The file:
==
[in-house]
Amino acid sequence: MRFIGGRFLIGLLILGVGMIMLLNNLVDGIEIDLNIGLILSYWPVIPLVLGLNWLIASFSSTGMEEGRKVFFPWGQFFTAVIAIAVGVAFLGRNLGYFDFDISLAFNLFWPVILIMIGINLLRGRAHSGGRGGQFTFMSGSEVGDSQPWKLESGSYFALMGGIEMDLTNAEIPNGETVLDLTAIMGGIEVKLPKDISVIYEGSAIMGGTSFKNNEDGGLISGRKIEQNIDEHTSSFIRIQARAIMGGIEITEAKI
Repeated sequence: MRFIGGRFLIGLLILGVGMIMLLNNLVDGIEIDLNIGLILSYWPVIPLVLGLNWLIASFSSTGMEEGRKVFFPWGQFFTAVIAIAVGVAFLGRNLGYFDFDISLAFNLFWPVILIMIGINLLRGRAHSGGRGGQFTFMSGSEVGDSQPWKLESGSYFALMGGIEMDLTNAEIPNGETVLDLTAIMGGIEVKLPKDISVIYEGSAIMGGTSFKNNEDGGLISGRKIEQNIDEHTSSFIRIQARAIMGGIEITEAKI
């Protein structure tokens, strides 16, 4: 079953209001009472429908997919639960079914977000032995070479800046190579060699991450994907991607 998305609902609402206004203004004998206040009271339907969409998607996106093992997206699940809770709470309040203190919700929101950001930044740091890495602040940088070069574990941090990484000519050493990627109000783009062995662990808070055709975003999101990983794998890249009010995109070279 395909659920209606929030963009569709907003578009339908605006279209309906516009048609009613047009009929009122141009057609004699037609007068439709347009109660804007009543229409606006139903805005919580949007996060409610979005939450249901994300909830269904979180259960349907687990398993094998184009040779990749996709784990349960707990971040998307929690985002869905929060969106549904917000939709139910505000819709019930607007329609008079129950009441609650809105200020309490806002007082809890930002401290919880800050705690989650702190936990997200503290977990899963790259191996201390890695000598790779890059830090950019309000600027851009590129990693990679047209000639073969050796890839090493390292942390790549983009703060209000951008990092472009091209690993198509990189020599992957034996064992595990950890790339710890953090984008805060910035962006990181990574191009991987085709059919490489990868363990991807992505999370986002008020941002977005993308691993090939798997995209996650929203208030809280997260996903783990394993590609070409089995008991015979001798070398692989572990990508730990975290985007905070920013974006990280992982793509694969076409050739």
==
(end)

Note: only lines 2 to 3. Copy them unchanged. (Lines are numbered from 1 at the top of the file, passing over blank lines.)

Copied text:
Amino acid sequence: MRFIGGRFLIGLLILGVGMIMLLNNLVDGIEIDLNIGLILSYWPVIPLVLGLNWLIASFSSTGMEEGRKVFFPWGQFFTAVIAIAVGVAFLGRNLGYFDFDISLAFNLFWPVILIMIGINLLRGRAHSGGRGGQFTFMSGSEVGDSQPWKLESGSYFALMGGIEMDLTNAEIPNGETVLDLTAIMGGIEVKLPKDISVIYEGSAIMGGTSFKNNEDGGLISGRKIEQNIDEHTSSFIRIQARAIMGGIEITEAKI
Repeated sequence: MRFIGGRFLIGLLILGVGMIMLLNNLVDGIEIDLNIGLILSYWPVIPLVLGLNWLIASFSSTGMEEGRKVFFPWGQFFTAVIAIAVGVAFLGRNLGYFDFDISLAFNLFWPVILIMIGINLLRGRAHSGGRGGQFTFMSGSEVGDSQPWKLESGSYFALMGGIEMDLTNAEIPNGETVLDLTAIMGGIEVKLPKDISVIYEGSAIMGGTSFKNNEDGGLISGRKIEQNIDEHTSSFIRIQARAIMGGIEITEAKI